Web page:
Port Royal State Park
Parks | Exit 11
Port Royal State Historic Park was the site one of the earliest colonial communities and trading posts in Middle Tennessee. It was first settled in the early 1780s and was a Longhunter camp as early as 1775. The town of Port Royal was founded in 1797 and rose to great prominence in the early part of the 19th century because of its strategic location at the head of navigation on the Red River, serving all of Northern Middle Tennessee and South Central Kentucky and at a major stage line route. In 1977, the state of Tennessee received the deed to 26 acres of land at Port Royal, and designated it a Tennessee State Park in 1978.
Port Royal State Historic Park includes fishing, ADA accessible restrooms and a picnic area with several tables and three short hiking trails. From there you can also put canoes or kayaks. The Sulphur Fork Creek and the Red River provide fishing for bass, bream and catfish. Fishing is productive from the bank and visitors may carry small personal boats through the park to launch at the access area.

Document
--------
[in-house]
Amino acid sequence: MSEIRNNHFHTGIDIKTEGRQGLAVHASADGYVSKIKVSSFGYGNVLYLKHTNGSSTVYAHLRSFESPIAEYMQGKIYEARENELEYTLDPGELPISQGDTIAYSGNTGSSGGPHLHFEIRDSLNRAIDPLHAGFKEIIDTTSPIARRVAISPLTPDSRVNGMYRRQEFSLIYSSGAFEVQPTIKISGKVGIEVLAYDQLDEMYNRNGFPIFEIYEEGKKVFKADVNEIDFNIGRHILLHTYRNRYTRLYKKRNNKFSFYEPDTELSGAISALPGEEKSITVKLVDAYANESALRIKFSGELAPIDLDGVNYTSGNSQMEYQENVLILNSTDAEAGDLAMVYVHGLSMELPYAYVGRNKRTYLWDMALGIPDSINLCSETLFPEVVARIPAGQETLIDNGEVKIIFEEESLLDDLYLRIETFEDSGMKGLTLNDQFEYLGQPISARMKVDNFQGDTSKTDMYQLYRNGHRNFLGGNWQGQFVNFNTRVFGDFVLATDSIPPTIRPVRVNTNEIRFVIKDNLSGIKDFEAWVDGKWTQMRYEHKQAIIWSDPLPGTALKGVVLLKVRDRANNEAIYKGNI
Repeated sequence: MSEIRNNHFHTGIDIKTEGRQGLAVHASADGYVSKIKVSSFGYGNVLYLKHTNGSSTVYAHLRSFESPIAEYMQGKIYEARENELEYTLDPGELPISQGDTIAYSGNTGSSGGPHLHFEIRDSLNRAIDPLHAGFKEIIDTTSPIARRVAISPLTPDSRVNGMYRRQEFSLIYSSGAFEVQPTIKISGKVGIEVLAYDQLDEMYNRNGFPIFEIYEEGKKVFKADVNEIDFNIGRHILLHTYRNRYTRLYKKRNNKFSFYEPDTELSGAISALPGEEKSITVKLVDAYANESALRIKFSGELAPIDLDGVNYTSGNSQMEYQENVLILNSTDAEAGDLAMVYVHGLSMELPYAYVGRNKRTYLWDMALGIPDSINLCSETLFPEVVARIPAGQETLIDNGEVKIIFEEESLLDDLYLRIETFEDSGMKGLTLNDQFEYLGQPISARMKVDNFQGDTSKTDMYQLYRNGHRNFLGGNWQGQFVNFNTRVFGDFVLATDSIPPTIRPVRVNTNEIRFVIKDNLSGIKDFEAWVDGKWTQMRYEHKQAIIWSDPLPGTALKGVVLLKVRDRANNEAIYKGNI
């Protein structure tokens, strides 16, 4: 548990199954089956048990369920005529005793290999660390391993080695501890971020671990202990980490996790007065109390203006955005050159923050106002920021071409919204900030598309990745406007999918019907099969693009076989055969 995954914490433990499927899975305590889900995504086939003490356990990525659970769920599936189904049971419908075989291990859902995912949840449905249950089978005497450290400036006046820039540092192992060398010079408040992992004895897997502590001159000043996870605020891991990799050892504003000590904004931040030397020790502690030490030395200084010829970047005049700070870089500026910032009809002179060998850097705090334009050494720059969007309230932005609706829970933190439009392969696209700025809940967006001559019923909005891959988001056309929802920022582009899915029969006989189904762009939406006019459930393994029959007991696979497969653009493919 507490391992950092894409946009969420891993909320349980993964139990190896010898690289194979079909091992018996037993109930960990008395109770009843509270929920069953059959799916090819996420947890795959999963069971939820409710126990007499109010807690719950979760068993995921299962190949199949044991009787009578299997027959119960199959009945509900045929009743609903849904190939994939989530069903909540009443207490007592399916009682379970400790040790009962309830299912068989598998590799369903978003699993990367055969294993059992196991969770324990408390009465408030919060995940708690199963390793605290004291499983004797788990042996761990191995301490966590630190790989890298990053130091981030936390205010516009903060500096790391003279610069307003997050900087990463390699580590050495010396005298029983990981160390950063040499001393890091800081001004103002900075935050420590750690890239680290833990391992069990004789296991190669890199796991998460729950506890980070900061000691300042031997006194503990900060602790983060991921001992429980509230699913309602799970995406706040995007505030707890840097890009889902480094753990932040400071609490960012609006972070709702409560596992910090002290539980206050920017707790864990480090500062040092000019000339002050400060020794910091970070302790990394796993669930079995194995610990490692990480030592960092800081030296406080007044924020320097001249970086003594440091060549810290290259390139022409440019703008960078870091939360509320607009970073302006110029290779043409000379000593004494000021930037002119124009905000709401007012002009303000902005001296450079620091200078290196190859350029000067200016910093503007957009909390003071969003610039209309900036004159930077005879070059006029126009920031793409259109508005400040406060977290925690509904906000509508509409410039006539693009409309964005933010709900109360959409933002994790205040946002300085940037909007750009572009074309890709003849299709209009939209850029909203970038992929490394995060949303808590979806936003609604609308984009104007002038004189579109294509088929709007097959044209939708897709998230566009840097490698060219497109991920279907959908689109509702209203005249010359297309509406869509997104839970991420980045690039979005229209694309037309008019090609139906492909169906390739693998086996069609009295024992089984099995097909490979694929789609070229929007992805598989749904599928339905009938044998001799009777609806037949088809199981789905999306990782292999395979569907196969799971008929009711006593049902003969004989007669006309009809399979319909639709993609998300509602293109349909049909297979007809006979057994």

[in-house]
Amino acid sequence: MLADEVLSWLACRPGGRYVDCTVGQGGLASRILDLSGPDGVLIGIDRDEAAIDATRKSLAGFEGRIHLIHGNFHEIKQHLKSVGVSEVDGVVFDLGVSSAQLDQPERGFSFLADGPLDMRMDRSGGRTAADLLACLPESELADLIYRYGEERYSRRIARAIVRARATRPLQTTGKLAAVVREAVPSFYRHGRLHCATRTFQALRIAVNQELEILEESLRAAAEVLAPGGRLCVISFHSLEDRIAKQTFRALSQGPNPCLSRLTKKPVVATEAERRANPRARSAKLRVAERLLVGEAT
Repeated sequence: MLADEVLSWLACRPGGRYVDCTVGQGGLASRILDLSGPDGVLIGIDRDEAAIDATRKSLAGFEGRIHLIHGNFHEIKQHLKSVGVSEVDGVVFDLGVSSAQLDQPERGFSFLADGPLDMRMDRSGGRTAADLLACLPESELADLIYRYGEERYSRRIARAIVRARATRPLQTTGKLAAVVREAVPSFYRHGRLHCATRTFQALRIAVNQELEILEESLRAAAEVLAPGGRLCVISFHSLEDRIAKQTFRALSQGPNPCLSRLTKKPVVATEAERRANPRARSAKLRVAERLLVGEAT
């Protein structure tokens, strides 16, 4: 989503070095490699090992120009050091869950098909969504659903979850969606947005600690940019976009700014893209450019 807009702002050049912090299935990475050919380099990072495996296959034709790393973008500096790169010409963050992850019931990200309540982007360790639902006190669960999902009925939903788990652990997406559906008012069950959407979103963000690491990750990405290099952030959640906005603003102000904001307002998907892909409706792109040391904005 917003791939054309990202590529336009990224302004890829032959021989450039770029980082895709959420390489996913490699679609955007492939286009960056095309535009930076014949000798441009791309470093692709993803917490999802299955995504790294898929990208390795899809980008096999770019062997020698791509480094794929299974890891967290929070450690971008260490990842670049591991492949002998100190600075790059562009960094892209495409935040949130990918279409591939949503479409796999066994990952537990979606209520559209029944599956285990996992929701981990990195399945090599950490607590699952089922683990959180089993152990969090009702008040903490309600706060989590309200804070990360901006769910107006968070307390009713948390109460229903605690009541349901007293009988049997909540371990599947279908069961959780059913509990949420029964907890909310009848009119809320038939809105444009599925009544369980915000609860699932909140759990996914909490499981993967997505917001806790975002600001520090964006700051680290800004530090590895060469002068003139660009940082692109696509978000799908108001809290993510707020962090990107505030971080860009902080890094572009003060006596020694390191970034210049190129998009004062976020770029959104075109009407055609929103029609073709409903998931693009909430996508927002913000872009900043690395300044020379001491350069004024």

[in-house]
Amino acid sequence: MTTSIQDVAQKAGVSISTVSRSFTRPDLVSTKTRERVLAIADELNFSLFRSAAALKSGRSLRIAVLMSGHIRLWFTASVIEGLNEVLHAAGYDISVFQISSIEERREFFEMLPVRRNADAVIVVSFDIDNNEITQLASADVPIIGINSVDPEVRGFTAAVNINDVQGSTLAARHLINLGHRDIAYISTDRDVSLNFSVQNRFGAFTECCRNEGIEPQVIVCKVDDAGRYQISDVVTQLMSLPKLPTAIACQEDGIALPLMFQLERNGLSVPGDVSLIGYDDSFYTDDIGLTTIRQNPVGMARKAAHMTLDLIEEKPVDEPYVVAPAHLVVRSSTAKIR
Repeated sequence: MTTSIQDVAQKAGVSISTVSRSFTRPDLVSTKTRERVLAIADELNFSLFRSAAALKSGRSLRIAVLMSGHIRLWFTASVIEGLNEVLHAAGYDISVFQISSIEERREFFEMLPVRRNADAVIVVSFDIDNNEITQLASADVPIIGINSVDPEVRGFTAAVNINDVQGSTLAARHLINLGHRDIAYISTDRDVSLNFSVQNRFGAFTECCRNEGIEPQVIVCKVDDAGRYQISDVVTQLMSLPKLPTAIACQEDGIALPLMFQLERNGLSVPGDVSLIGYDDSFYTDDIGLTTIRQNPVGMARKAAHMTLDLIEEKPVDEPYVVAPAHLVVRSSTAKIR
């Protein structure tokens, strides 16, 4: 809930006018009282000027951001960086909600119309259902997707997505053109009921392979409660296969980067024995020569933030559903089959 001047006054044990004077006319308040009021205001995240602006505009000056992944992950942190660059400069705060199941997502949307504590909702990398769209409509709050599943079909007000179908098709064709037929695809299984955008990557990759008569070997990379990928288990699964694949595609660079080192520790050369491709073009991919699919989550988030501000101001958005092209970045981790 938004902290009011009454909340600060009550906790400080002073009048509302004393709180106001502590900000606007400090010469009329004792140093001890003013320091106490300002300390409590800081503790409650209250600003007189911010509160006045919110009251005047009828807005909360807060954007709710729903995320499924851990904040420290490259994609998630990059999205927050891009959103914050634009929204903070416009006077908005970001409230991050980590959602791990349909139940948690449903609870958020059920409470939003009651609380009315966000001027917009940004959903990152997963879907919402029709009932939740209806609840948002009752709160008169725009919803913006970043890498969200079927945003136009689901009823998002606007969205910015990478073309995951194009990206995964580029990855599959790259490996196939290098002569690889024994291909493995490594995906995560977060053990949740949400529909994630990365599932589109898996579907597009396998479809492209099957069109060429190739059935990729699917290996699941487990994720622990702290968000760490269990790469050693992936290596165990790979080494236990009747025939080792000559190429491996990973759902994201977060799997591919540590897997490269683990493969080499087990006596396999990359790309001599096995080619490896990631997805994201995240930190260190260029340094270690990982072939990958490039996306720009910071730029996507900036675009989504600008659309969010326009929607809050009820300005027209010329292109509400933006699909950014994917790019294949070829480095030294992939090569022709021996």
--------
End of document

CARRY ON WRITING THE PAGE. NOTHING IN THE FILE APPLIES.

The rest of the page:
Trek the Red River west for 25 miles to intersect with the Cumberland near downtown Clarksville, or stop at several Blueway Access Points along the way.
Starting January 2020, a guided historical tour is coming every Saturday and Sunday at 1:00pm and will last about an hour. The tour covers everything Port Royal's history and the towns role in the events that impacted the state and nation. There is a small $5 charge for the tour for guests 13 and up.